Here's where I have an issue. Why is it my employer's concern what I do when I'm not working? I can see criminal background checks, verification of employment and references and even (although it sticks in my craw) drug testing. The first two are okay because people lie and these areas may impact job performance and/or other employees. The third also may impact job performance, but is really not anyone's business (that being said, if you can't stop long enough to pass an employment dr

        • by yuhong (1378501)

          Personally, I believe that in most cases the problems needs to be fixed, a lot (but not all) of professionalism is overrated, and the illusions that celebrities are perfect is a bad idea.

      • Re:Shocking. (Score:5, Insightful)

        by NeutronCowboy (896098) on Monday September 19, 2011 @05:28PM (#37449950)

        It isn't so much about posting illegal stuff. What concerns me far more is that some moronic hiring manager might object to me posting stories about AGW, or that I think it's great that Obama won. I generally wouldn't want to work for him in the first place, but just in case I really, really need that job, I don't want that to be an issue.

        Ergo, fake name.

        • Re:Shocking. (Score:5, Interesting)

          by Seumas (6865) on Monday September 19, 2011 @05:53PM (#37450236)

          You no longer need to ask awkward or illegal questions to discriminate. Just google 'em. "I don't want no libertarians! I don't want no republicans or democrats! I don't want no atheists or jews or wiccans! I don't want no avid video gamers! I don't want no single people! I don't want me no people with children working here!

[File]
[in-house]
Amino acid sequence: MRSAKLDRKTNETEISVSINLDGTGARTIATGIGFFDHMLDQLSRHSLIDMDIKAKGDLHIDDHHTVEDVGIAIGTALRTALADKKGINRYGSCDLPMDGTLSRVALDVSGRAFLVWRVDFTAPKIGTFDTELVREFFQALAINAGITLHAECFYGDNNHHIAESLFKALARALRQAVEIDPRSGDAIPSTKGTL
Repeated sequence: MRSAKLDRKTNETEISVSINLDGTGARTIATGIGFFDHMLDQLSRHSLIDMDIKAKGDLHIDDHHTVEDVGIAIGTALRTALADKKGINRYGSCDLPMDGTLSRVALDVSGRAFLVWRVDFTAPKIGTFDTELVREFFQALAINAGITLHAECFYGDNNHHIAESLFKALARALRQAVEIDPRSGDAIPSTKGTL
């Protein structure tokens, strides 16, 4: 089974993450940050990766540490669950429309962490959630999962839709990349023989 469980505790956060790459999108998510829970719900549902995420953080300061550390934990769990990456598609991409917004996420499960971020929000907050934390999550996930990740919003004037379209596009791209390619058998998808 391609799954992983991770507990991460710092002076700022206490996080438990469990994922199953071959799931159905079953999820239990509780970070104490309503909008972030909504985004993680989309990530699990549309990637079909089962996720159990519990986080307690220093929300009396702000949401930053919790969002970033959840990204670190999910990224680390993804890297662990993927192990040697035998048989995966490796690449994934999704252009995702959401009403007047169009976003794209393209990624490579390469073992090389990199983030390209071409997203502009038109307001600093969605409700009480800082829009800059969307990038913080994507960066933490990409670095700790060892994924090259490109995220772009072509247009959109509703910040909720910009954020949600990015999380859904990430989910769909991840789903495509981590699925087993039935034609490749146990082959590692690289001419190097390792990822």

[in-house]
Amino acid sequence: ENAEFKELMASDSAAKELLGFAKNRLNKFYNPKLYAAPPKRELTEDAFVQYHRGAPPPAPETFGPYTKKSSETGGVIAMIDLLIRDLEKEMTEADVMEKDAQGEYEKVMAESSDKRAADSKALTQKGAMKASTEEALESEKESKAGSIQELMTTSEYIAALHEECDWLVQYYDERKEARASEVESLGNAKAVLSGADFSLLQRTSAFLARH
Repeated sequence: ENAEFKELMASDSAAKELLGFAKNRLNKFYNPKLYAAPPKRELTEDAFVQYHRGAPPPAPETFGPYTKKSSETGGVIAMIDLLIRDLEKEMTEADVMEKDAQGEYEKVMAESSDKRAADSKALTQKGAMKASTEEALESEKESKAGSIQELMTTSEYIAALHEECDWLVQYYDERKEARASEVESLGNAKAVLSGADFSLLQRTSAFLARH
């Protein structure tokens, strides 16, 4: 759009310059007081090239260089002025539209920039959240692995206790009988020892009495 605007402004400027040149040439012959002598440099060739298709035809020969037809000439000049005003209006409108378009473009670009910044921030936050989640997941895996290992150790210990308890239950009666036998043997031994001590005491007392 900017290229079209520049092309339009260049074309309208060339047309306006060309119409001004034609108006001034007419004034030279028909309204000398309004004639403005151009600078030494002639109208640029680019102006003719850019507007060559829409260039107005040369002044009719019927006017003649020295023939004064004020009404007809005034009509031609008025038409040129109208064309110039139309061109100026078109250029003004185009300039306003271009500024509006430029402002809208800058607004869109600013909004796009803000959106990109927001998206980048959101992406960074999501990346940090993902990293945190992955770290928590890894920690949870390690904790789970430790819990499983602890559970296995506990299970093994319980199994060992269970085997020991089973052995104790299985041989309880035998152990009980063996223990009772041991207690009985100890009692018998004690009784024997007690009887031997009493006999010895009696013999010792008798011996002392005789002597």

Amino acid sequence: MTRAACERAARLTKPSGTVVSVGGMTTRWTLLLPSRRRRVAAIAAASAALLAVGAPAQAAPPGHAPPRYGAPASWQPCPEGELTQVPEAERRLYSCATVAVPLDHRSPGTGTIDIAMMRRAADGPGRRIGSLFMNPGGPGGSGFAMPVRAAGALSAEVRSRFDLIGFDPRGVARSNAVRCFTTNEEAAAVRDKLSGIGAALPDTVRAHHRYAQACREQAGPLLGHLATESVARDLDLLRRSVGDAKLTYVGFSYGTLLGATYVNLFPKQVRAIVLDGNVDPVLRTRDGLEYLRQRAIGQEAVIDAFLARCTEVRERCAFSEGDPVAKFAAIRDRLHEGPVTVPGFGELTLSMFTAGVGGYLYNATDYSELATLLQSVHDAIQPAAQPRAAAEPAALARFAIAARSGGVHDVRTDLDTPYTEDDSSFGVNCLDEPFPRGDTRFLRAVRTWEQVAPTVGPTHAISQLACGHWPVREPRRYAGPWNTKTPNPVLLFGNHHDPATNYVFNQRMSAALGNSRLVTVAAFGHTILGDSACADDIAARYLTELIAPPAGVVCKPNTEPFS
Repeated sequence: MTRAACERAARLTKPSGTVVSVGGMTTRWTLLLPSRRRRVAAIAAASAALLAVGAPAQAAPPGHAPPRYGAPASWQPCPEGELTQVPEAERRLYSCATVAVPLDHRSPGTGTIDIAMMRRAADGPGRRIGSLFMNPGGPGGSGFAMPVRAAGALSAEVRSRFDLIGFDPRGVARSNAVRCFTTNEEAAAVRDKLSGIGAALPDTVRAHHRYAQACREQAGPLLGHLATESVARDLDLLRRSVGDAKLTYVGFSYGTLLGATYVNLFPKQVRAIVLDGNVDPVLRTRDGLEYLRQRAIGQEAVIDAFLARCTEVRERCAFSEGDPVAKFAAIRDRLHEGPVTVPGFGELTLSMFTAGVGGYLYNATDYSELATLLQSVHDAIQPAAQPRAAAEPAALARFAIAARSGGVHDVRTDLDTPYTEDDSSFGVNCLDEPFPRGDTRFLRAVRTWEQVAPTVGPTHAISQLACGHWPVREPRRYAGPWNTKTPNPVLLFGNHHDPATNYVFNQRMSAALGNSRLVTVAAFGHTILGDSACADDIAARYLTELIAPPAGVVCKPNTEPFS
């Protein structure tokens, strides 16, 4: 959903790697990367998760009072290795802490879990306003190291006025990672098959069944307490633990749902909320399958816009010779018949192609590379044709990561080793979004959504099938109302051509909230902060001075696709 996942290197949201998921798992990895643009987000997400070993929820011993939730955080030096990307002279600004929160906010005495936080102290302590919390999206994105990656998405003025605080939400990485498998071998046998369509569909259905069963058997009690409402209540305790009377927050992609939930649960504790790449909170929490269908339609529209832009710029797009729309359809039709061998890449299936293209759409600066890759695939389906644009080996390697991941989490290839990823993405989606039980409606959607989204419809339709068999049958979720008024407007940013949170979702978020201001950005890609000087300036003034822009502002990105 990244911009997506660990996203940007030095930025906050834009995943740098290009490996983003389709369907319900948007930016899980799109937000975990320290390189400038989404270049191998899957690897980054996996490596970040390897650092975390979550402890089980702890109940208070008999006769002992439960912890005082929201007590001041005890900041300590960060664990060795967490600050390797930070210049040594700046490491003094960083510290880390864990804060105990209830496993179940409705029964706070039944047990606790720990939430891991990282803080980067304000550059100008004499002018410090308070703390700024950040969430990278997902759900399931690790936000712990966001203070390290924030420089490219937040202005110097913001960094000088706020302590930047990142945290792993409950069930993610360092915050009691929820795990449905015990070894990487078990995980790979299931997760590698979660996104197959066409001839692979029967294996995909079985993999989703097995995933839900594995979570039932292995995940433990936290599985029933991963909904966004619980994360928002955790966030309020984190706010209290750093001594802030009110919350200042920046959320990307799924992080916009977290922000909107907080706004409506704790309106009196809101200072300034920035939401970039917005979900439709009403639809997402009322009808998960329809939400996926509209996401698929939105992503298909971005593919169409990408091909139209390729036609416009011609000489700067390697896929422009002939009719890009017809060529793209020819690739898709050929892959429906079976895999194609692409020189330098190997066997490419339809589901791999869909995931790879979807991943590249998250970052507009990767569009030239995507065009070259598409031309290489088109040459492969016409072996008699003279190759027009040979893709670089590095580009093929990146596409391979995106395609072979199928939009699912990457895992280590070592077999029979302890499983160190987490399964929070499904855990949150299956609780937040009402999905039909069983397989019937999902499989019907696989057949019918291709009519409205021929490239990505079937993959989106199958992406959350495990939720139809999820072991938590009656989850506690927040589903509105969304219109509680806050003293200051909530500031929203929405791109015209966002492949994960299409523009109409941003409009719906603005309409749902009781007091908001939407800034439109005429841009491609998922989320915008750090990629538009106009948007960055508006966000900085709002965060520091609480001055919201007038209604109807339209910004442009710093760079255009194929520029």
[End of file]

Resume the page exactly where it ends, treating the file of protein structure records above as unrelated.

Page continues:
Of course, these companies "blur out information that could raise legal concerns for the employer" and there's certainly no way the employer could expound on that initial information on their own or anything...! *cough*

          • by AmiMoJo (196126)

            Unfortunately discrimination is almost impossible to prove. If someone turns you down for a job because of your Asian name there isn't much you can do. The only option is to try to make society as a whole not discriminate.

            Sometimes life just isn't fair.

        • by retchdog (1319261)

          I agree completely, but to play devil's advocate: it might be good to consolidate the filtering in a few specialized firms like this.

          There was a gizmodo (?) article which described the results of running this service on their staff; iirc, it picked up only the illegal stuff like drug use. They explicitly don't report on things like "normal" partying and even pregnancy (which some companies discriminate).

          Since this company has invested resources and specialized, they take on liability; you can sue them and m

          • by tlhIngan (30335)

            There was a gizmodo (?) article which described the results of running this service on their staff; iirc, it picked up only the illegal stuff like drug use. They explicitly don't report on things like "normal" partying and even pregnancy (which some companies discriminate).